akmac - 6:38 pm on Aug 5, 2011 (gmt 0)
Yes, I've collaborated with police a number of times. I think a police response is dependent largely on the value of the attempted or actual theft. Over $500 (I believe) is a felony in the US, anything less and you'll likely get less attention.
At the very least, call the actual card-holder and let them know that their information has been stolen. As much of a pain as it is for merchants, it's often an even larger pain for those whose account numbers (at least) or identities have been stolen.
Theft with a ship to: address in the US is always worth a call to the local PD. 9 times out of ten, it will be a lonely lady helping out her fiancè she's never met (who happens to live in EgyptVietnamIndonesiaNigeriaGhana) by either fencing the goods and sending the money, or re-shipping the actual goods. She needs a wake-up call, and the police do a good job of it. Sometimes, they intercept packages. If you're lucky, it's yours.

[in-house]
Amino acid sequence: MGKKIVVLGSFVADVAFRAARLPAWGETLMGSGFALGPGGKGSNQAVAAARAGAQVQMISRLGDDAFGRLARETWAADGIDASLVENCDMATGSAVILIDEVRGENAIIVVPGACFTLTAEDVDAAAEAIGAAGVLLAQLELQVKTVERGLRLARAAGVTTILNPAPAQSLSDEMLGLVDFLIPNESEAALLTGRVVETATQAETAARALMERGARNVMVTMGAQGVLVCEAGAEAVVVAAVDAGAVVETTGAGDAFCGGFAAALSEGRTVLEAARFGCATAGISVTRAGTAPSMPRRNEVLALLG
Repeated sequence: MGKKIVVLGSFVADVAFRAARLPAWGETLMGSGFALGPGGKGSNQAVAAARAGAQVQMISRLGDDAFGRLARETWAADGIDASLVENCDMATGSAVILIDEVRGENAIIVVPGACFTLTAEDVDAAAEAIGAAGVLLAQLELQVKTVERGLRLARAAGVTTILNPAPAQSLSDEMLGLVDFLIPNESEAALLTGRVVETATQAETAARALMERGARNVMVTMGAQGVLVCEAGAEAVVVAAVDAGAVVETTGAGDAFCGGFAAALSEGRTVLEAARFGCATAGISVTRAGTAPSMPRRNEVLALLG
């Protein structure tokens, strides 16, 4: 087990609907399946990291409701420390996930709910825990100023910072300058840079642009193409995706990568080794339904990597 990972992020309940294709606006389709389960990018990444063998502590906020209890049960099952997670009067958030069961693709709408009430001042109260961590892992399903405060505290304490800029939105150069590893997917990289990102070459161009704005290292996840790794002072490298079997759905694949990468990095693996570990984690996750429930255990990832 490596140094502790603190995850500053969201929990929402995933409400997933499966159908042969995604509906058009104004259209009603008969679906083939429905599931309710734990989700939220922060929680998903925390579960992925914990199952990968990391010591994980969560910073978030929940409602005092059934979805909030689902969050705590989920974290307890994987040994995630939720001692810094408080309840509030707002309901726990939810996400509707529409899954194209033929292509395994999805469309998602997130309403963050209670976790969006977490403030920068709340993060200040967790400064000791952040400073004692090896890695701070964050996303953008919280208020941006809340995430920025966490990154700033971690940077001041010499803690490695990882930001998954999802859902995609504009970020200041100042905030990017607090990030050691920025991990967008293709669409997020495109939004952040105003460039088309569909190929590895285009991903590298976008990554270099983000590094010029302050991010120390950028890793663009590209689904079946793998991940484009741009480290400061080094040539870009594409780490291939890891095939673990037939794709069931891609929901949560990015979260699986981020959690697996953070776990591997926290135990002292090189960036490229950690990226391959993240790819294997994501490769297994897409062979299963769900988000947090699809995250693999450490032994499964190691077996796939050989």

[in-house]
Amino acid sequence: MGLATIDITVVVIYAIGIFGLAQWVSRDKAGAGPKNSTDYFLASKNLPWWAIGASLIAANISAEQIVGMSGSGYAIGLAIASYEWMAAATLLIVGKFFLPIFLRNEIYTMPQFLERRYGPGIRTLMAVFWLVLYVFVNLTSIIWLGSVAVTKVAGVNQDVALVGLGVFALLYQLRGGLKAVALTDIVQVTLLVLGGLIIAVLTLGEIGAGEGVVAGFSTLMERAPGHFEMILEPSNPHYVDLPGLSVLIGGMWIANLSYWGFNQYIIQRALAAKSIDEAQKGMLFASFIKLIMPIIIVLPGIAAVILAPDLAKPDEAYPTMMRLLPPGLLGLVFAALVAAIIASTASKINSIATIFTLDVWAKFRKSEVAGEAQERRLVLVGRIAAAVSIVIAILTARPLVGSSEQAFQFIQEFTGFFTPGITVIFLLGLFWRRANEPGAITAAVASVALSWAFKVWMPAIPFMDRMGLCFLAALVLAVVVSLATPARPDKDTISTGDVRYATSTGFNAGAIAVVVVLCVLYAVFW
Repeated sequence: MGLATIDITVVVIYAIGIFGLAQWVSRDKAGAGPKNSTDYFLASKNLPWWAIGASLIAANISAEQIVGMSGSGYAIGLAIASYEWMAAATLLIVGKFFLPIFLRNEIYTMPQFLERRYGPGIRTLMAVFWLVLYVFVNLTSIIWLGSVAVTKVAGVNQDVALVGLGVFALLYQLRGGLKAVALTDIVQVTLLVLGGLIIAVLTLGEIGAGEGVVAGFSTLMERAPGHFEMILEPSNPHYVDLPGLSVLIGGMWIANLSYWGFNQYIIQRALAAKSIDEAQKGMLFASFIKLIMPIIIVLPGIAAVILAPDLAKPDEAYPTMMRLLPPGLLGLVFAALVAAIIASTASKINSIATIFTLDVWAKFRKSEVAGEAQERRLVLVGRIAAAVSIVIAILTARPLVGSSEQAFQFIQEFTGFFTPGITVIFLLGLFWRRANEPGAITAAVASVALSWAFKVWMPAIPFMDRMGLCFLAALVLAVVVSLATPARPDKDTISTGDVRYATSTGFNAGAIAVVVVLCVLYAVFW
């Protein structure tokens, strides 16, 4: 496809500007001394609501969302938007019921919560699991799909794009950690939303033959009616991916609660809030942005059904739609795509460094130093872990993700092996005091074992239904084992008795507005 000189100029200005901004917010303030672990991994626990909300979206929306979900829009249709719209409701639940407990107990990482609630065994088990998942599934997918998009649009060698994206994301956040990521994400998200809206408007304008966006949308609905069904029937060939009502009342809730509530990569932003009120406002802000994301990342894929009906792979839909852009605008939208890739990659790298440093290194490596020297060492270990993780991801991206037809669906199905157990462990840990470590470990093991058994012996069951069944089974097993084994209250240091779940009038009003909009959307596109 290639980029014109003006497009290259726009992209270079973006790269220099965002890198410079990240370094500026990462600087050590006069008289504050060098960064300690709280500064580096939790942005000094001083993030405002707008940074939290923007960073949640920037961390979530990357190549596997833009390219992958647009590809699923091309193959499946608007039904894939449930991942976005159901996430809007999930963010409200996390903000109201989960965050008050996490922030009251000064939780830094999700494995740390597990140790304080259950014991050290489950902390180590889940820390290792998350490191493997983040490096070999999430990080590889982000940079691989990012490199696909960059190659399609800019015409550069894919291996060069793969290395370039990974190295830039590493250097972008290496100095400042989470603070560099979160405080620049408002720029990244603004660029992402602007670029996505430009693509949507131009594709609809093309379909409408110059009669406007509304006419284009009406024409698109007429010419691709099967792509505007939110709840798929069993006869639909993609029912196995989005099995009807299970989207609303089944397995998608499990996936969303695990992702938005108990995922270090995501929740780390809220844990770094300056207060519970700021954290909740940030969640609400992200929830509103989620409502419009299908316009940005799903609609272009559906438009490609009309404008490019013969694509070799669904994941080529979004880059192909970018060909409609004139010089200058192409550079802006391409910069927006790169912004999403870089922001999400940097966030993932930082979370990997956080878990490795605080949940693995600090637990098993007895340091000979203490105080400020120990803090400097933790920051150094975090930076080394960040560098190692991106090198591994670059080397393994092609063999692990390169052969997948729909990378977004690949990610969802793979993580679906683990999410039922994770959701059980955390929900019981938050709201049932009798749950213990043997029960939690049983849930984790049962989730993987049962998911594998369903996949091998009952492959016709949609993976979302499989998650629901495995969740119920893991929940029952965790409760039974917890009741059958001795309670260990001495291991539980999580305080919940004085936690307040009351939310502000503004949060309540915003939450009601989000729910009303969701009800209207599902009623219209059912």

I recently got burned for the first time in almost 10 years selling online. Full stolen identity, so the purchase information I had matched exactly the information the bank had. I shipped the $5000 item, and only learned it was a fraudster when the guy whose identity had been stolen called us to let us know it wasn't his order. I called the local PD to let them know, and they had had an earlier complaint from a merchant about the same address, had begun an investigation, and had been intercepting the packages. They had my item. A few weeks later, after faxing a few forms, I had the item back.
If that other merchant hadn't called the police, I would be out thousands on that fraudulent order.
If the ship to: address is in the US, call the police.